Hope’s Last Home

Travels in Milk River Country

By (author): Tony Rees
ISBN 9780973248135
Softcover | Publication Date: February 1, 2004
Book Dimensions: 5.25 in x 8.25 in
256 Pages

About the Book

South of Lethbridge, Alberta, Highway 62 climbs from the floor of an ancient glacial lake to the crest of a low ridge, crosses a continental divide and drops to meet the Milk River arching up from Montana.

The austere, dry land within this great three-hundred-mile ellipse is home to the continents last vestiges of shortgrass plains and holds a history unique in all the Americas.

Now parts of Montana, Alberta, and Saskatchewan, Milk River country has been at the centre of the epic boom-and-bust extremes that gave final shape to the Prairie West. It was the place where the last continental glaciers stalled and began to die. It was the ancient domain of the Blackfoot and Assiniboine peoples, and then, in the 150 years it took to settle the course of European empire in North America, it lived under the flags of five nations—France, Spain, Great Britain, the United States, and Canada.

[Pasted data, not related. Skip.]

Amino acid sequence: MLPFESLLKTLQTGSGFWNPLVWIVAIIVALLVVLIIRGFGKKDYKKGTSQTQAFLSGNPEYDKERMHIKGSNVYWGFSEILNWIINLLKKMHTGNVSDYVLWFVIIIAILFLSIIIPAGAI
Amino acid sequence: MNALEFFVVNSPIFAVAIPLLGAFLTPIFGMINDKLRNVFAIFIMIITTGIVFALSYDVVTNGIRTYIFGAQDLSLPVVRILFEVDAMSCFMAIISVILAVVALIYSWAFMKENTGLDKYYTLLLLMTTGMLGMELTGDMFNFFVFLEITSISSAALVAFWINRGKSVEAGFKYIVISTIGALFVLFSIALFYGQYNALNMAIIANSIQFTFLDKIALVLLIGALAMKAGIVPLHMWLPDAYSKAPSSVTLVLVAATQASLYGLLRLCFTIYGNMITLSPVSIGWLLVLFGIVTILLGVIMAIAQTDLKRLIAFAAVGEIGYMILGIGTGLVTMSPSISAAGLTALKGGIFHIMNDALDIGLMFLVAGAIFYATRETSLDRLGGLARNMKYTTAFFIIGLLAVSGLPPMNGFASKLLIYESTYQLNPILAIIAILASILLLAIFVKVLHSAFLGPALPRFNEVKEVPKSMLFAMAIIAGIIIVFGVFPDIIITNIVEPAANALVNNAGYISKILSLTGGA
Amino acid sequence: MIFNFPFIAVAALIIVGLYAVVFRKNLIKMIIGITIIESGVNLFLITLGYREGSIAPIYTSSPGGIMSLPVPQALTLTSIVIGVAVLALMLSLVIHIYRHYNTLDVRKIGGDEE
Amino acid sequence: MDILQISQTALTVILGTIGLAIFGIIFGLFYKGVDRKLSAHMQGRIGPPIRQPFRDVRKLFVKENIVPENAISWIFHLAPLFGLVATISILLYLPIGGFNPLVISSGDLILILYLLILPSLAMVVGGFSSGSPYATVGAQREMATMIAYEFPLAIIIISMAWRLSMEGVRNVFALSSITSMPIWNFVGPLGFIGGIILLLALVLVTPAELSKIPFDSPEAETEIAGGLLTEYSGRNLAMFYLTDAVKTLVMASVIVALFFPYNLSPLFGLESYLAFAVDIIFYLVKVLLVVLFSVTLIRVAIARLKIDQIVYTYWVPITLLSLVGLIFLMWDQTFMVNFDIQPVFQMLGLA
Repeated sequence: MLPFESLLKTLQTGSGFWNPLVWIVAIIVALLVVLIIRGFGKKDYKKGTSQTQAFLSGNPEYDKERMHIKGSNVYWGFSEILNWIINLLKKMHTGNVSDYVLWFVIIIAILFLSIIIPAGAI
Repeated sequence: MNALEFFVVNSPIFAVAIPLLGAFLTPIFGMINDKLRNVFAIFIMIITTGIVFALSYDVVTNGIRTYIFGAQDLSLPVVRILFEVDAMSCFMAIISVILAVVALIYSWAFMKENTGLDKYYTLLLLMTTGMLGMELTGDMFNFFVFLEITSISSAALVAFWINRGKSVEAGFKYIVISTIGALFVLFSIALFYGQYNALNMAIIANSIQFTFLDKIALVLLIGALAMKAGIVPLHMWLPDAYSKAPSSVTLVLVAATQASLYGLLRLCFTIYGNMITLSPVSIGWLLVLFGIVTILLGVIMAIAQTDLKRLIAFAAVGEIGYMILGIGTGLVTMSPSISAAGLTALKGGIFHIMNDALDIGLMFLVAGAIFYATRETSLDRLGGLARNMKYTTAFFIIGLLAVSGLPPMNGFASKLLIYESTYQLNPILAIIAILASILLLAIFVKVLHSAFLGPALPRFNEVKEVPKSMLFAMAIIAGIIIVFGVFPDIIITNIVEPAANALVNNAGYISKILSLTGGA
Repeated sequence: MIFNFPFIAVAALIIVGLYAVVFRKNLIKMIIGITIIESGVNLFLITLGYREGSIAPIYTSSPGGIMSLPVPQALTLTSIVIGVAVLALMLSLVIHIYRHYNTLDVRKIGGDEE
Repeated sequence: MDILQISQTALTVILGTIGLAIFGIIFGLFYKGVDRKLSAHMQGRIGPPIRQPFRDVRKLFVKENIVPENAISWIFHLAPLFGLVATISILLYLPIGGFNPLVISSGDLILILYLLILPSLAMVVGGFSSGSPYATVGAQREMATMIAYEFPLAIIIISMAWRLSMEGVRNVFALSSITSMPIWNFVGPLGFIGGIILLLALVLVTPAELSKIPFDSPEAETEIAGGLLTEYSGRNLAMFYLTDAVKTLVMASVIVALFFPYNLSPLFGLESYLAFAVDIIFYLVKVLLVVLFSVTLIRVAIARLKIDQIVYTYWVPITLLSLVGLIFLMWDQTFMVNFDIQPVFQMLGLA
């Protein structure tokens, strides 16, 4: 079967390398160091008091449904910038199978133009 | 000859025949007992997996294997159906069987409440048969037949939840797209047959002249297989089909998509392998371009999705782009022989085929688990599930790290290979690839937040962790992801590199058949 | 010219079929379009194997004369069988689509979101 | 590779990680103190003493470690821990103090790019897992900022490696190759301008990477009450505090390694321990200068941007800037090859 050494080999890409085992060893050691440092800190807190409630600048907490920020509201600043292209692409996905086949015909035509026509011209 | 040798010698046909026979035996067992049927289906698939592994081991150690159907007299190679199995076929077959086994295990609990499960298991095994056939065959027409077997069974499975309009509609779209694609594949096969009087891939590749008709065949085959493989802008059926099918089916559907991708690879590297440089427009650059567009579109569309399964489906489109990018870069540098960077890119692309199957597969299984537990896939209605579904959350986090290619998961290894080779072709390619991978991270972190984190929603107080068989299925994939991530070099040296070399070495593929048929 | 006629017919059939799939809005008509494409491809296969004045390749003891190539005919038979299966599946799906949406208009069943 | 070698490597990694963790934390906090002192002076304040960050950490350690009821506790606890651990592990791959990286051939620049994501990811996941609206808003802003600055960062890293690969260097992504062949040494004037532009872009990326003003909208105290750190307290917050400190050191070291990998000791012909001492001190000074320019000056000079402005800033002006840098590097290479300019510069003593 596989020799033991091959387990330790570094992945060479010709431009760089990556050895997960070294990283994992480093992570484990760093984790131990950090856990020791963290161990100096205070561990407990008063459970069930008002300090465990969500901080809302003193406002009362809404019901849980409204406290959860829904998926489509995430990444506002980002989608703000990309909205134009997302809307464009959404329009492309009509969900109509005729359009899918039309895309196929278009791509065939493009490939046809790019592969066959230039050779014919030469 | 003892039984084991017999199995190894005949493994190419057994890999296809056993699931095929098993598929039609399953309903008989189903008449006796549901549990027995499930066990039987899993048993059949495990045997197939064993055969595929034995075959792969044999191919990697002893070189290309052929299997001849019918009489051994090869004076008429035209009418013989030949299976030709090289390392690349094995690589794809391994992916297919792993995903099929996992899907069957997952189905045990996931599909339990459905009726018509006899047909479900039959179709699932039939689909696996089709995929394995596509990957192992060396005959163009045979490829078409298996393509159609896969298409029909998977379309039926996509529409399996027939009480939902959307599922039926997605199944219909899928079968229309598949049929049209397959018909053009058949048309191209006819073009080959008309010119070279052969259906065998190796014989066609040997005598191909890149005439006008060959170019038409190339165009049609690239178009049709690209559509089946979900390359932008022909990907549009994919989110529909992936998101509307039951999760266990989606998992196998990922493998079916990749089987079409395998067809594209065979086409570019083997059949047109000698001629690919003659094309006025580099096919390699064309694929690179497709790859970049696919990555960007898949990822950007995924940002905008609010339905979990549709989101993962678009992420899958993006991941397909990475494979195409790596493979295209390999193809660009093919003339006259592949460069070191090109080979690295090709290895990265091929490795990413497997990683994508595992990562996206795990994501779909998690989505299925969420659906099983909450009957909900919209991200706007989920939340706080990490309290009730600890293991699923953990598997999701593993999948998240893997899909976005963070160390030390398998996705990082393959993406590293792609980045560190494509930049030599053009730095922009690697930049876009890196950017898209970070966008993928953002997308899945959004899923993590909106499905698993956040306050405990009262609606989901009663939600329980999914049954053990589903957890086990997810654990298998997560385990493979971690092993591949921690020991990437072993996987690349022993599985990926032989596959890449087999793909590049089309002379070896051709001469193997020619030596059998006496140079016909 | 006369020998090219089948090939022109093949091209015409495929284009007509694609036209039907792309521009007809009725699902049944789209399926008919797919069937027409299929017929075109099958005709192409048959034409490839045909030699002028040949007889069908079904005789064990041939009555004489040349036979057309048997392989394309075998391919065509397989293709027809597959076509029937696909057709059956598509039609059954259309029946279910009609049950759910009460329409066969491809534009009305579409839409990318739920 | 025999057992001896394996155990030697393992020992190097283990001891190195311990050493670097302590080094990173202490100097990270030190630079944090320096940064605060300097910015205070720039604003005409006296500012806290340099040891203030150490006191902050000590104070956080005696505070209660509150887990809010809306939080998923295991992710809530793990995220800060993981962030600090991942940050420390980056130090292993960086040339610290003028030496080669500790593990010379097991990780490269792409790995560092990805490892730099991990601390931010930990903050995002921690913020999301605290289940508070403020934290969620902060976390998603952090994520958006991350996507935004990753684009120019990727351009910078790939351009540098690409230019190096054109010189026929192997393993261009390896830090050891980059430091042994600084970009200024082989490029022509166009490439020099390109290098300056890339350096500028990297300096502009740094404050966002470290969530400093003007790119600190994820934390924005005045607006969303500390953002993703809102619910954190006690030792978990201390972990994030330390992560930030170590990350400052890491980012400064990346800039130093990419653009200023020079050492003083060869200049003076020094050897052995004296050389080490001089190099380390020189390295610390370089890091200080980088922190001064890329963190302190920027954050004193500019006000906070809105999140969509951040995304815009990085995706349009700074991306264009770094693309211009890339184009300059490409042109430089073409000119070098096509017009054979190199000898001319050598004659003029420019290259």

It was here, as European settlement encroached, that the remnant buffalo, the prairie wolf, and the plains grizzly waited out their final days. It was here that Sitting Bull and Little Soldier and Chief Joseph drew the final curtain on the brilliant horse cultures of the plains nations, here that cattlemen found their last free range, and here that the brief dreams of the last homesteaders dried up and blew away.

Originally published in 1995 and short-listed for the 1996 Writers Guild of Alberta’s award for nonfiction, Hope’s Last Home is one of the very best books ever written about the West, an intimate journey into the fascinating history of a final frontier.

About the Author(s)

Tony Rees was born in Great Britain in 1948 and came to Canada in 1957. Educated at the University of Western Ontario, he held an MA in 17th Century English Literature. Formerly Archivist - Fine Arts and Supervisor of the City of Toronto Archives, he moved west in 1981 to become the first City Archivist for the City of Calgary. He later served as Records Manager for the 1988 Calgary Winter Olympic Games and for seven years as Chief Archivist at Calgary's Glenbow Museum. He died in 2012.


“Beautifully realized essays on the history, pre-history, and natural landscape of the region.” —Legacy Magazine